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Old 05-29-2011, 03:17 AM   #9
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Re: Please Rate This Review: L.A. Noire

I think this has some potential, but try to address the following:
  • Don't use "you" ever, unless it's a rhetorical question or something like that.
  • In the first paragraph you say the game was "greatly oversold". What exactly was it hyped as that it did not live up to?
  • Not sure what this means:

    Quote:
    Although the lack of things to do in the world is a big issue with the game, it actually speaks to the strongest part of L.A. Noire, and that's the dramatic weight the story provides
    The following paragraph doesn't really explain it. How exactly does the lack of things to do add dramatic weight?
  • Can you be a little more specific in regards to what saved the game for you in the face of all the problems? Was it the "craftsmanship" of the city itself? Of the cases? The characters?
  • Gotta cut down the word count. The 1000 word goal isn't a hard limit, but try to make your arguments a little more concise. I'll leave it to you to decide what to cut, but I'm not feeling that your arguments require this much text.

I realize I'm trying to pull you in two different directions by asking you to cut down on wordiness while expanding some of your explanations () but it's the balance that every writer must find, and sometimes it can be tough. Give it another rewrite while keeping an lookout for broad statements that aren't backed up, and let's see what you come up with.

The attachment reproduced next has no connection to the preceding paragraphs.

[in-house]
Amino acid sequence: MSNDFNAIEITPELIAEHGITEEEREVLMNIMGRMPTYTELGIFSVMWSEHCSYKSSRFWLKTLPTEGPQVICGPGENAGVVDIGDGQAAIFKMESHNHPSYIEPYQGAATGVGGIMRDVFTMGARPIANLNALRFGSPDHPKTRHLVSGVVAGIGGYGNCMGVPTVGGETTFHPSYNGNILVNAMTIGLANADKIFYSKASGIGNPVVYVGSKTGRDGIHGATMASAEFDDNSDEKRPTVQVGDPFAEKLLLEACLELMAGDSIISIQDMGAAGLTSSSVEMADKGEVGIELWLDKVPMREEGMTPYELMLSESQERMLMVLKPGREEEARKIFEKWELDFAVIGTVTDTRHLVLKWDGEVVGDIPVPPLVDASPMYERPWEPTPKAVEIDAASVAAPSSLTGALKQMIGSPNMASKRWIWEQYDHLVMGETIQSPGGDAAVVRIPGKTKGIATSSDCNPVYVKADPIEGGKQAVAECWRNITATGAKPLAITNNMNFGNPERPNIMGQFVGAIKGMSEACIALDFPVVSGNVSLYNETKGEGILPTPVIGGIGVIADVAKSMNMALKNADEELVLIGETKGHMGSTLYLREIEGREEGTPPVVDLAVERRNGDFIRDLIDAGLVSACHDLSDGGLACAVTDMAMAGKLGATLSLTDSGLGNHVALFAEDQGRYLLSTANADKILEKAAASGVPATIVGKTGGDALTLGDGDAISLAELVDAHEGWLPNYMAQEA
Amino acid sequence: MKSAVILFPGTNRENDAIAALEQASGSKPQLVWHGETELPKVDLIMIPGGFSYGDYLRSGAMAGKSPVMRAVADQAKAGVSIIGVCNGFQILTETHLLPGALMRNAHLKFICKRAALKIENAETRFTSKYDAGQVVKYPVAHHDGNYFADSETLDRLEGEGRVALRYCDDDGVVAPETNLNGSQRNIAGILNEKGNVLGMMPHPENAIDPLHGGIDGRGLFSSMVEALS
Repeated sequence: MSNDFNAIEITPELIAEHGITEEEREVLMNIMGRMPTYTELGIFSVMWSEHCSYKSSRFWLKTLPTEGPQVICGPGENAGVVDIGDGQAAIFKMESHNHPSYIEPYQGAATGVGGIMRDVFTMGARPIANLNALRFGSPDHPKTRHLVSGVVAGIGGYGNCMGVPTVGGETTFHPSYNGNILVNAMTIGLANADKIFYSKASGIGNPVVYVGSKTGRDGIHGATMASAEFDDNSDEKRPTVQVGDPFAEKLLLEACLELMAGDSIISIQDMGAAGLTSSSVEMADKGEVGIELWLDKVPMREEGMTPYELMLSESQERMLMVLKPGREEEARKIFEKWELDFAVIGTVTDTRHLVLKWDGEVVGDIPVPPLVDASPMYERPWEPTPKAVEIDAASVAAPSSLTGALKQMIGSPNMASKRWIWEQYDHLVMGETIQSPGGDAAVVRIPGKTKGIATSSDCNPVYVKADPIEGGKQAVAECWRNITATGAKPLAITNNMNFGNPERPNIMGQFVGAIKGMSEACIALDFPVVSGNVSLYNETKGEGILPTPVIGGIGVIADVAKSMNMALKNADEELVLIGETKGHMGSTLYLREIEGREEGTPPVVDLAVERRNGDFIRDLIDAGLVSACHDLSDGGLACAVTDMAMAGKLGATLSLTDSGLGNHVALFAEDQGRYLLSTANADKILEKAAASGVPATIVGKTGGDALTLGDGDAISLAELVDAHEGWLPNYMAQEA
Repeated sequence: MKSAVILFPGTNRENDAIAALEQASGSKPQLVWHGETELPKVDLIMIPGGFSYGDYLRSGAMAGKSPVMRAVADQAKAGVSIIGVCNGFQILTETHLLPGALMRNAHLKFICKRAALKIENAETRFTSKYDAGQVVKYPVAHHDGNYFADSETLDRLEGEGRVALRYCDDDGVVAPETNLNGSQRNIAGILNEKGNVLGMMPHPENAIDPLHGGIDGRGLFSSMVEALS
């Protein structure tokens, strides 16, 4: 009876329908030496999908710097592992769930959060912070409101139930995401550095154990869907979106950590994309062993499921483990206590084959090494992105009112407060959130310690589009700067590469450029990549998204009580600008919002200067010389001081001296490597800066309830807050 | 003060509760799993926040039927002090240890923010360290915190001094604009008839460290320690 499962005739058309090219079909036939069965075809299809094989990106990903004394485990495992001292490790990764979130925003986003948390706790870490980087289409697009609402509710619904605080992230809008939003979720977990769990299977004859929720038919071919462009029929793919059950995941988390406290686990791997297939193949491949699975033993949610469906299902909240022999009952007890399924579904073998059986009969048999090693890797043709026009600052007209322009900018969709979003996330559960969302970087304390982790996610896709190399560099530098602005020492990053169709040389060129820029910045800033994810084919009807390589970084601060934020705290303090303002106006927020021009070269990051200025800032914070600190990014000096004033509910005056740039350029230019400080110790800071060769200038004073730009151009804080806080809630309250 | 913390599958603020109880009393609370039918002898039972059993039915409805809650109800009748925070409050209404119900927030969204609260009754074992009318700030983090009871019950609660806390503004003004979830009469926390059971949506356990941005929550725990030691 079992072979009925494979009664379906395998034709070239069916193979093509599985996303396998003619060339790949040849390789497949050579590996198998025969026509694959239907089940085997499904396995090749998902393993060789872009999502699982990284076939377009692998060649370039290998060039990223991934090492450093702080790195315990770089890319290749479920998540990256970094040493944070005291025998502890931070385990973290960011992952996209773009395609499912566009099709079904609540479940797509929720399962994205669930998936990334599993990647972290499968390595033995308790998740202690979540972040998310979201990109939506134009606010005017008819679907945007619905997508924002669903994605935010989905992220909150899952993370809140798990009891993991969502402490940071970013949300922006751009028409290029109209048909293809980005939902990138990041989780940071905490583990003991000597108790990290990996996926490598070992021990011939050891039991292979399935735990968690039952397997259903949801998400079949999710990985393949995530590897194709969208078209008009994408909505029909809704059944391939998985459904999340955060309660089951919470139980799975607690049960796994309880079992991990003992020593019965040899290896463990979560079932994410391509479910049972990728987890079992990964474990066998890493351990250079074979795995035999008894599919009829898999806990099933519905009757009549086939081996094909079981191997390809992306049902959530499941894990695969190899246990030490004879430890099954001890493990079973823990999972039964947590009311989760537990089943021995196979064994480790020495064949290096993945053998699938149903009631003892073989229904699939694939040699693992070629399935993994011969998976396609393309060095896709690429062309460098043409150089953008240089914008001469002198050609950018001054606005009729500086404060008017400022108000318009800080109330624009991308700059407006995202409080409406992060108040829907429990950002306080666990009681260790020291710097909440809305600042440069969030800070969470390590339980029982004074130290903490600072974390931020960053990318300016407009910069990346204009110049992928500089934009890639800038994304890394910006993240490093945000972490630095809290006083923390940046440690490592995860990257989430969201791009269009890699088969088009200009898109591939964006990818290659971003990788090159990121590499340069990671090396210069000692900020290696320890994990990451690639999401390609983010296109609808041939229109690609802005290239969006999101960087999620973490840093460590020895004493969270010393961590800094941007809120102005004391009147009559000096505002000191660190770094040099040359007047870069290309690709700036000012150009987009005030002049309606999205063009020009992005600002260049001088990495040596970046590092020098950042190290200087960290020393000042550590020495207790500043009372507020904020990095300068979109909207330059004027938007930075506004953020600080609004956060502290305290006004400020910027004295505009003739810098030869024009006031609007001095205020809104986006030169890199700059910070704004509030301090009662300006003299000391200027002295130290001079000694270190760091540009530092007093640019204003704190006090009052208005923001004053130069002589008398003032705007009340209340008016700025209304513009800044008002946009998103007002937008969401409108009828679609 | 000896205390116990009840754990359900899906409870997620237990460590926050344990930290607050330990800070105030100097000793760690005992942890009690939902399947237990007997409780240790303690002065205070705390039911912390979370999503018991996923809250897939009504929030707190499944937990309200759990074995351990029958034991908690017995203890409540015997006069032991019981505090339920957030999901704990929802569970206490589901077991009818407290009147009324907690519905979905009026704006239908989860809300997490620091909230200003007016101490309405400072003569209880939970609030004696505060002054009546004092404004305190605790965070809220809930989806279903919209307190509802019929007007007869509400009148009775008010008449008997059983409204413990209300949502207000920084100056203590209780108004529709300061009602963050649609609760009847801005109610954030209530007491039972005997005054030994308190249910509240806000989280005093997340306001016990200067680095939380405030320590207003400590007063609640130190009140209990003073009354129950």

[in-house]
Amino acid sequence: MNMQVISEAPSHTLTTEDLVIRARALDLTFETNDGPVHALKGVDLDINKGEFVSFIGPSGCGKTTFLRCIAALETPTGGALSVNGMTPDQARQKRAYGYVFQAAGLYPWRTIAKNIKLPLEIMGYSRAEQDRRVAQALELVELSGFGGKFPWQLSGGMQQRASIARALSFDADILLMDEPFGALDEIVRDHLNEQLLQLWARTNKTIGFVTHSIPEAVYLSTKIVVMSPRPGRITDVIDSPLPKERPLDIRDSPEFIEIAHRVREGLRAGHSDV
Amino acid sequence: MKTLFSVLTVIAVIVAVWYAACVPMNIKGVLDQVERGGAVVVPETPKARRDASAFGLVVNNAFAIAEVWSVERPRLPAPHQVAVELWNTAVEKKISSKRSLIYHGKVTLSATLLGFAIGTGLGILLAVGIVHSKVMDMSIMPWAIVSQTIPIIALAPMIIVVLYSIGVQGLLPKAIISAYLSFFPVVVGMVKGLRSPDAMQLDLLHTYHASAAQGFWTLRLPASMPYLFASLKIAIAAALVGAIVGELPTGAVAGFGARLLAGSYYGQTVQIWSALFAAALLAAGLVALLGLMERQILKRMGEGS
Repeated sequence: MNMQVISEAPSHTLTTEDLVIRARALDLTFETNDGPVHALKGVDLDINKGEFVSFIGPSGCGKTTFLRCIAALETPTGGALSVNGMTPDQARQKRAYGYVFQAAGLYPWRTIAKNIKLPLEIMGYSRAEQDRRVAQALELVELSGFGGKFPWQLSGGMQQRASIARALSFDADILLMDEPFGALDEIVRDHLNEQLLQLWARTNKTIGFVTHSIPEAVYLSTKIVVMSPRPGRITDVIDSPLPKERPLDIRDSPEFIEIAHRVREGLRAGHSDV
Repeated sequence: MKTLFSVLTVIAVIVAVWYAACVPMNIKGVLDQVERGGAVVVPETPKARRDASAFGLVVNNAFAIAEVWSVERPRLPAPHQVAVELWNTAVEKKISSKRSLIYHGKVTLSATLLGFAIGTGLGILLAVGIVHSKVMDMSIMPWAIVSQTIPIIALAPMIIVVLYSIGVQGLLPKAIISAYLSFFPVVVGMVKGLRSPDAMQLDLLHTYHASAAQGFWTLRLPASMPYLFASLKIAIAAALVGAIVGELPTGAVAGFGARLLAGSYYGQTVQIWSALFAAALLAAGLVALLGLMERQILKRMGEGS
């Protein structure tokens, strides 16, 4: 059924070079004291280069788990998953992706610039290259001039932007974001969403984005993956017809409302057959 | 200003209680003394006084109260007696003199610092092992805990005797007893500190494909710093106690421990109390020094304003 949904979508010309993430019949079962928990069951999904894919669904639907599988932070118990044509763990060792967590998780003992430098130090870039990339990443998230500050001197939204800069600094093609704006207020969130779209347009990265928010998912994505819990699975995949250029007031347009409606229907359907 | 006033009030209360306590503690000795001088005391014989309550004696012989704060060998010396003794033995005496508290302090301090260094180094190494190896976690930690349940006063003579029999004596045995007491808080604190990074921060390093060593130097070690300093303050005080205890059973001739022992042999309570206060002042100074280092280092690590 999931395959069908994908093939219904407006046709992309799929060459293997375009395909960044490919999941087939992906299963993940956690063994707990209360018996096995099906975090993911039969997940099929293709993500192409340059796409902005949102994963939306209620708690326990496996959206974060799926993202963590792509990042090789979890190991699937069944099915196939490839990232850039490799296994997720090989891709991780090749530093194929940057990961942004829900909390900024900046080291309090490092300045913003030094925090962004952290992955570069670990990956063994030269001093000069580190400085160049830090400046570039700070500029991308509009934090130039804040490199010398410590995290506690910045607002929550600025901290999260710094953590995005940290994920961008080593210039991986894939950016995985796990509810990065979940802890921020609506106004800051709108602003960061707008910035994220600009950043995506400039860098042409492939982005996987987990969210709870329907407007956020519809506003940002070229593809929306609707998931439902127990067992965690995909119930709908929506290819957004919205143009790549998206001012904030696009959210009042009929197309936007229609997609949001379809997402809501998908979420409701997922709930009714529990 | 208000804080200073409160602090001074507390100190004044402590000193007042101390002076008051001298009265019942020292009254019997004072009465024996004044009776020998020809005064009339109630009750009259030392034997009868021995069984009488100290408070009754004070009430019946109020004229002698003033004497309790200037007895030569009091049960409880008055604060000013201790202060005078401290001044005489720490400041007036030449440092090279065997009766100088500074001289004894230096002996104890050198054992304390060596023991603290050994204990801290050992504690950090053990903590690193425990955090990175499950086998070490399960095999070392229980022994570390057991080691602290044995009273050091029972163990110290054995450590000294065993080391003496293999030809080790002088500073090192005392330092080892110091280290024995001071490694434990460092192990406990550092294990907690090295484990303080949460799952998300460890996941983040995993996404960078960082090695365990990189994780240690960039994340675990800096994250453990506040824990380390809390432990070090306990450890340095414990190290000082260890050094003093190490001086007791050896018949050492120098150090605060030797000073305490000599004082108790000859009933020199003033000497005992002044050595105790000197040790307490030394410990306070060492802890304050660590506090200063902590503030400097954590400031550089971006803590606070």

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Old 05-29-2011, 09:00 AM   #10
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Re: Please Rate This Review: L.A. Noire

Quote:
Originally Posted by Richard Naik View Post
I think this has some potential, but try to address the following:
  • Don't use "you" ever, unless it's a rhetorical question or something like that.
  • In the first paragraph you say the game was "greatly oversold". What exactly was it hyped as that it did not live up to?
  • Not sure what this means:



    The following paragraph doesn't really explain it. How exactly does the lack of things to do add dramatic weight?
  • Can you be a little more specific in regards to what saved the game for you in the face of all the problems? Was it the "craftsmanship" of the city itself? Of the cases? The characters?
  • Gotta cut down the word count. The 1000 word goal isn't a hard limit, but try to make your arguments a little more concise. I'll leave it to you to decide what to cut, but I'm not feeling that your arguments require this much text.